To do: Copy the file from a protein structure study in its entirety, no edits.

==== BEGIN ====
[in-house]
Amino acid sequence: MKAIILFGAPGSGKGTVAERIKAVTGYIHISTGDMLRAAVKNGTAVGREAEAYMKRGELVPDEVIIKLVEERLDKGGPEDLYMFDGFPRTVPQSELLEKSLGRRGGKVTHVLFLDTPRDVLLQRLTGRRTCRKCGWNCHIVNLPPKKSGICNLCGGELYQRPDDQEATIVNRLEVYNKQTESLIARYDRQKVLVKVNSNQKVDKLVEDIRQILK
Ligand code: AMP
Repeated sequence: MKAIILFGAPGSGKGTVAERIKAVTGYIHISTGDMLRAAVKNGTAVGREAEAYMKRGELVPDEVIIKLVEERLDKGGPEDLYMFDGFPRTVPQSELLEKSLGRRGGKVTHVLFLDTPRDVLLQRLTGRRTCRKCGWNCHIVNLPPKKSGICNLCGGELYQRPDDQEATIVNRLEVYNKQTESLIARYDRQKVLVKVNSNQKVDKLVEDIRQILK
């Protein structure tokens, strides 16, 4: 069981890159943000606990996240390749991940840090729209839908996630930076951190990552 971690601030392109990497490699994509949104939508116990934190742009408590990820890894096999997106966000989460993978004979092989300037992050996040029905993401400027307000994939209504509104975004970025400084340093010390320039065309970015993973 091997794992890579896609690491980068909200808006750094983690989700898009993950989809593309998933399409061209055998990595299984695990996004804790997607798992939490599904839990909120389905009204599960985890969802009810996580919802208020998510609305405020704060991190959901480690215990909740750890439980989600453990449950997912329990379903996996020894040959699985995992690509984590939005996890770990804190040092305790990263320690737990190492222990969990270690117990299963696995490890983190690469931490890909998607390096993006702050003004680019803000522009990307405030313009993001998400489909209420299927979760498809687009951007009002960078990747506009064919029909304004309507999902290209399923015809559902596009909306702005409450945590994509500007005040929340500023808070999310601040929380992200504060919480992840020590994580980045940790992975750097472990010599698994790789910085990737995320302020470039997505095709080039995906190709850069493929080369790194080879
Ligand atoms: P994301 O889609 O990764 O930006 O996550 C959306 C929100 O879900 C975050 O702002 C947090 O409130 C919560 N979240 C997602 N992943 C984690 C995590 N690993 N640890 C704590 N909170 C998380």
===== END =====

[in-house]
Amino acid sequence: MKAIILFGAPGSGKGTVAERIKAVTGYIHISTGDMLRAAVKNGTAVGREAEAYMKRGELVPDEVIIKLVEERLDKGGPEDLYMFDGFPRTVPQSELLEKSLGRRGGKVTHVLFLDTPRDVLLQRLTGRRTCRKCGWNCHIVNLPPKKSGICNLCGGELYQRPDDQEATIVNRLEVYNKQTESLIARYDRQKVLVKVNSNQKVDKLVEDIRQILK
Ligand code: AMP
Repeated sequence: MKAIILFGAPGSGKGTVAERIKAVTGYIHISTGDMLRAAVKNGTAVGREAEAYMKRGELVPDEVIIKLVEERLDKGGPEDLYMFDGFPRTVPQSELLEKSLGRRGGKVTHVLFLDTPRDVLLQRLTGRRTCRKCGWNCHIVNLPPKKSGICNLCGGELYQRPDDQEATIVNRLEVYNKQTESLIARYDRQKVLVKVNSNQKVDKLVEDIRQILK
């Protein structure tokens, strides 16, 4: 069981890159943000606990996240390749991940840090729209839908996630930076951190990552 971690601030392109990497490699994509949104939508116990934190742009408590990820890894096999997106966000989460993978004979092989300037992050996040029905993401400027307000994939209504509104975004970025400084340093010390320039065309970015993973 091997794992890579896609690491980068909200808006750094983690989700898009993950989809593309998933399409061209055998990595299984695990996004804790997607798992939490599904839990909120389905009204599960985890969802009810996580919802208020998510609305405020704060991190959901480690215990909740750890439980989600453990449950997912329990379903996996020894040959699985995992690509984590939005996890770990804190040092305790990263320690737990190492222990969990270690117990299963696995490890983190690469931490890909998607390096993006702050003004680019803000522009990307405030313009993001998400489909209420299927979760498809687009951007009002960078990747506009064919029909304004309507999902290209399923015809559902596009909306702005409450945590994509500007005040929340500023808070999310601040929380992200504060919480992840020590994580980045940790992975750097472990010599698994790789910085990737995320302020470039997505095709080039995906190709850069493929080369790194080879
Ligand atoms: P994301 O889609 O990764 O930006 O996550 C959306 C929100 O879900 C975050 O702002 C947090 O409130 C919560 N979240 C997602 N992943 C984690 C995590 N690993 N640890 C704590 N909170 C998380």